Inter-simple sequence repeat (ISSR) of the amplification reaction (PCR) was carried out in 25 μl total reaction mix containing 2 μl (20 ng) template DNA, 2.5 μl (2 mM) dNTPs, 3 μl (10 pmole) primer of each primers listed in Table 2, 2.5 μl (1.5 mM) MgCl2, 5 μl 10× buffer 0.25 μl (5 U/ml) Taq DNA polymerase (Promega, USA), and 9.75 ddH2O. PCR amplification was carried out using Biometra Cycler (Gottingen, Germany). Forty cycles were performed, after an initial denaturation step for 5 min at 94 °C. Each cycle consisted of a denaturation step 94 °C at 30 s, annealing at 45 °C for 45 s, and extension at 72 °C for 1 min. The final extension step was performed for 5 min at 72 °C.

Table 2 List of ISSR primers, their sequences, and their annealing temperature

The amplification products were analyzed by electrophoresis in 1% agarose gel in 0.5× TBE buffer and detected by ethidium bromide (Sigma-Aldrich). Further, a 1-kb DNA ladder (Sib Enzyme Ltd., Russia) was used as molecular size standard. PCR products were visualized by UV trans-illuminator and photographed with gel documentation system.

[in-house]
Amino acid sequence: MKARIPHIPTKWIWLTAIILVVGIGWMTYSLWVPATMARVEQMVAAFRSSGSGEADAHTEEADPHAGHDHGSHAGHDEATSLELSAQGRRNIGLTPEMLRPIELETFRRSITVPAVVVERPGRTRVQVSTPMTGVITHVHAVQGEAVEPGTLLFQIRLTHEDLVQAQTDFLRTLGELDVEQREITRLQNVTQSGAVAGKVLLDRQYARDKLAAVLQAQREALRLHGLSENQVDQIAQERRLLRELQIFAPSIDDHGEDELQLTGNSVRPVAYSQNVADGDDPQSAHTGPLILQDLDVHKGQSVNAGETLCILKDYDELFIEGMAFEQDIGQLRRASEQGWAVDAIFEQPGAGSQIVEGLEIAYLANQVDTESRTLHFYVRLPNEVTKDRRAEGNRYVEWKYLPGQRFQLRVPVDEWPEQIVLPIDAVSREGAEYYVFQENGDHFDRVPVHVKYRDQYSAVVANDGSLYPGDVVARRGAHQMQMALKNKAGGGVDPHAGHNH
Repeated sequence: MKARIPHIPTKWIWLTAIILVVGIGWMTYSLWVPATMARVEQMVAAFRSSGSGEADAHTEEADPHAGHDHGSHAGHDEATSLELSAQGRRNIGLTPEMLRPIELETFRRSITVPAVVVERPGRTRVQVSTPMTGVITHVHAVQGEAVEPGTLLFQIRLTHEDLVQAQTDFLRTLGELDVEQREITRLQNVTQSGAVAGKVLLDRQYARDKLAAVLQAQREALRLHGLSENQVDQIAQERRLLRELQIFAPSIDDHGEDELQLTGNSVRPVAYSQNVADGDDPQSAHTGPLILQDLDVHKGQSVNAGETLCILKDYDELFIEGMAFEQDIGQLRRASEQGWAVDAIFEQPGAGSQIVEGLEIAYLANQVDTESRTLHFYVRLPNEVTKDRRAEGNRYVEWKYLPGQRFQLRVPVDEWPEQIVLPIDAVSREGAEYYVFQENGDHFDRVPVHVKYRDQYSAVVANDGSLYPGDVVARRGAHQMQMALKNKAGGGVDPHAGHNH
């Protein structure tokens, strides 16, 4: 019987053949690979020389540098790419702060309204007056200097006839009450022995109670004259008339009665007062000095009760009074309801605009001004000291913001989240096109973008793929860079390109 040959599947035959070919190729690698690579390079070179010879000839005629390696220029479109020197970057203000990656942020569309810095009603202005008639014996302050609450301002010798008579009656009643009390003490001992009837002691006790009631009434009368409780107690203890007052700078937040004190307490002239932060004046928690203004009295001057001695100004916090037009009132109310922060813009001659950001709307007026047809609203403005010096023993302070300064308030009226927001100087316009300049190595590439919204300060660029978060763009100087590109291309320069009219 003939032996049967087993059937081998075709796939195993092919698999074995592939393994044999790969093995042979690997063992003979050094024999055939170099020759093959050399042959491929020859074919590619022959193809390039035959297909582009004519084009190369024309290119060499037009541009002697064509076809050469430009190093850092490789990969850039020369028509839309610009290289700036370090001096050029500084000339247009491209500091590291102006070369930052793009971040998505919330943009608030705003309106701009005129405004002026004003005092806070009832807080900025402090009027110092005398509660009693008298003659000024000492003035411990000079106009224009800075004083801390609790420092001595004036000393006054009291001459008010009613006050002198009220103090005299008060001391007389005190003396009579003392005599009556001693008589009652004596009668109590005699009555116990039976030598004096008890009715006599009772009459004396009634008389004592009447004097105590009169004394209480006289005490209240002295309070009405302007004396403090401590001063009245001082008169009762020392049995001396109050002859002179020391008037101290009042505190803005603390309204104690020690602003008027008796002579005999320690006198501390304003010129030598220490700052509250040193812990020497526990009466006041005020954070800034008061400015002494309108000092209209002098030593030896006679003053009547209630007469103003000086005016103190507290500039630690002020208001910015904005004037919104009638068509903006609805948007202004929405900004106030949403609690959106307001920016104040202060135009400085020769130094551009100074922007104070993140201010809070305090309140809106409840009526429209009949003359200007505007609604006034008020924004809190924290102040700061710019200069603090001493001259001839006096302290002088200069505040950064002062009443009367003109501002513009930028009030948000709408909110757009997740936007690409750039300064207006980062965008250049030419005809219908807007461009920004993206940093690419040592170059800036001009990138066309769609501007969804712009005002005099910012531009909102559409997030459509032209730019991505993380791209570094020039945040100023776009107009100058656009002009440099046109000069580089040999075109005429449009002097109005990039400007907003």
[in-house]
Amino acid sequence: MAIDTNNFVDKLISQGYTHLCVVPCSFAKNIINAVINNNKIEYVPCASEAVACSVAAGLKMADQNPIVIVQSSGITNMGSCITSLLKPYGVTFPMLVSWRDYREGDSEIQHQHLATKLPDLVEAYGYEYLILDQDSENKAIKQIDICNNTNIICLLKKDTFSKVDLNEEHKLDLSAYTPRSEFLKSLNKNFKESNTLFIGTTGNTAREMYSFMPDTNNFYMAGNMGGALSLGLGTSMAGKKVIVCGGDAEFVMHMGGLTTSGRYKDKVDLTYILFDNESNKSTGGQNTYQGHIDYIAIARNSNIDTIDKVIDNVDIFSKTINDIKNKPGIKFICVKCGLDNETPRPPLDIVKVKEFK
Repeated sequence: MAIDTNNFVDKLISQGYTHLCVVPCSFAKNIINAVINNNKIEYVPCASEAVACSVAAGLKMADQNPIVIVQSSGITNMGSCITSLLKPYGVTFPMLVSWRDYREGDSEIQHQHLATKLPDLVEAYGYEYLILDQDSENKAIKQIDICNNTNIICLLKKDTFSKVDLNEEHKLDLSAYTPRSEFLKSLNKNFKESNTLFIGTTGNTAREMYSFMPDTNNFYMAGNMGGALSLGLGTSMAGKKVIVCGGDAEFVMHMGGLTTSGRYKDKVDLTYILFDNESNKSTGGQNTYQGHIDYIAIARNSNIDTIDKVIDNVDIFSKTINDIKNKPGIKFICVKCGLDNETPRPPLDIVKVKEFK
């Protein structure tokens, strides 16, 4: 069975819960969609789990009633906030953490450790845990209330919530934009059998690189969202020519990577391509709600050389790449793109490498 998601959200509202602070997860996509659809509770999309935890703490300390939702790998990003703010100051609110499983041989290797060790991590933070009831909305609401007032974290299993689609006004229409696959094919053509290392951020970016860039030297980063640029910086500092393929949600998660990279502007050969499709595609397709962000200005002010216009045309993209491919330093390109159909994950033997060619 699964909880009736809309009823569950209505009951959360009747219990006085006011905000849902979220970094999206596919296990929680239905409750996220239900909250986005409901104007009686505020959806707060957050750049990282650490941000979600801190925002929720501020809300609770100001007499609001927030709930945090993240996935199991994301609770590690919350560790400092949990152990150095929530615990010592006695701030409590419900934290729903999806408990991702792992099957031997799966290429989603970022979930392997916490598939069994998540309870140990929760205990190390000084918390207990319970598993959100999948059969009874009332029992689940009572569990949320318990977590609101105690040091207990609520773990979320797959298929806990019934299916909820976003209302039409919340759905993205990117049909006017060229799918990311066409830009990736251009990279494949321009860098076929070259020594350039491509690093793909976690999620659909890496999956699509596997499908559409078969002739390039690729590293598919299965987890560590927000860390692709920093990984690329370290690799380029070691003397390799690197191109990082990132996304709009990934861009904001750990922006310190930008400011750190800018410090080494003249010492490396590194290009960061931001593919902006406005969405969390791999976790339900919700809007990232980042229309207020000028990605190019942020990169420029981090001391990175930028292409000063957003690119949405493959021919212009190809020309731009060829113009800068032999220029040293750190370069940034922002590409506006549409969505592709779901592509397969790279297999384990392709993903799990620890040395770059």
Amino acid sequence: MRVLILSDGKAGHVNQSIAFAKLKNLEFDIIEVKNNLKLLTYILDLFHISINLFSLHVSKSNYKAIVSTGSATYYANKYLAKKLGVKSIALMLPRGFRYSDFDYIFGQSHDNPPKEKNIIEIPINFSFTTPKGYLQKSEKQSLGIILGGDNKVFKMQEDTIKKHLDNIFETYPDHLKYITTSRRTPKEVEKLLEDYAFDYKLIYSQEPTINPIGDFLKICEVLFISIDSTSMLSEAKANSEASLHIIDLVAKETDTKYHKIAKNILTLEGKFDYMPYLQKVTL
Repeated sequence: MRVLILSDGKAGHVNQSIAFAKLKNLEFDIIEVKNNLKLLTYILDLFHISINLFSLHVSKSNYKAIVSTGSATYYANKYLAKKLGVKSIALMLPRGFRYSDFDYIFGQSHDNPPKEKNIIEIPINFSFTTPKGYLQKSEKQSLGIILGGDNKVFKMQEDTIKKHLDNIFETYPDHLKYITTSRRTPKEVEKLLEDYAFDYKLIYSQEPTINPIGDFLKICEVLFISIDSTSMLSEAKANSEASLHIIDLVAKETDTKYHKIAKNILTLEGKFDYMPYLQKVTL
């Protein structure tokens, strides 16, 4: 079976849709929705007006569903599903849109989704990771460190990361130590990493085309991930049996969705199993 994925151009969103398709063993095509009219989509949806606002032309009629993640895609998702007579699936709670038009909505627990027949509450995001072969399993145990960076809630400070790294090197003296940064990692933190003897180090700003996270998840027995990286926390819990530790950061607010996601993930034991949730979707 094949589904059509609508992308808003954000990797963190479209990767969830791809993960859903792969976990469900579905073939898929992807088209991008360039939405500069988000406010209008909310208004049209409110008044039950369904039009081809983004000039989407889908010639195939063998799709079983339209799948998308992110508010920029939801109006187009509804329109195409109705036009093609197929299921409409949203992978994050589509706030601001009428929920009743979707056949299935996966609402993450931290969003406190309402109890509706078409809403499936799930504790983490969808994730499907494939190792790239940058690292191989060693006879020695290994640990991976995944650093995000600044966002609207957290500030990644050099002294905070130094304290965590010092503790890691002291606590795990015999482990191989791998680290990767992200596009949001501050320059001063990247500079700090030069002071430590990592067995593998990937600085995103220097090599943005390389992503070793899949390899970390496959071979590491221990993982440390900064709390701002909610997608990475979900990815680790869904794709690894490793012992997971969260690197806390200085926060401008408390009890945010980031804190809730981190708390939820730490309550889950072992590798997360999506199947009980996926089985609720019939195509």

Preparation of aqueous extracts for ginger plant and callus

Extraction process was carried out by Jindal and Mukherjee (1970) at different pH conditions for each investigated variety sample either with HCl (pH 3), water (pH 7), or NaOH (pH 10). Briefly, defatted powdered plant material of ginger rhizome and callus (5 gm) was extracted with 200 ml of extracting solvents at 85 °C for 3 h. After filtration, the extracts were neutralized and dialyzed against distilled water for 48 h, dried and weighted.

Preparation of sulfated extracts

The performance of sulfated extracts was according to Yang et al. (2005) with some modifications. The sulfation of the extract was performed as follows: 0.1 g of each extract was suspended in 0.5 ml dry formamide and the mixture was stirred at room temperature for 24 h. In order to disperse it into the solvent, a sulfating agent was prepared by dropping 1 ml of chlorosulfonic acid (HClSO3) in 4 ml of formamide under cooling in an ice water bath and then added to the extract. The reaction was cooled in ice, neutralized by 30% NaOH solution and dialyzed against running water for 48 h, and then lyophilized.

Evaluation of biological activities

Anticoagulation activities of the various aqueous and sulfated extracts of ginger plant and callus preparations were determined according to the time for clot formation (Colman et al. 1994) and compared with that of the standard heparin sodium preparation.

Hard glass, 31 × 100-mm test tubes were cleaned by immersion overnight in chromic acid. To each tube was added 0.8 ml of sample solution (0.01%), 0.8 ml of standard heparin sodium solution (1.4 USP units/0.8 mL), or 0.8 ml saline solution. To each tube so prepared, 1 ml of the plasma and 0.2 ml of calcium chloride solution were added. The time was immediately recorded and each tube was closed with a stopper and the contents were mixed by inverting three times in such a way that the entire inner surface of the tube was wet. The time required for clotting was determined.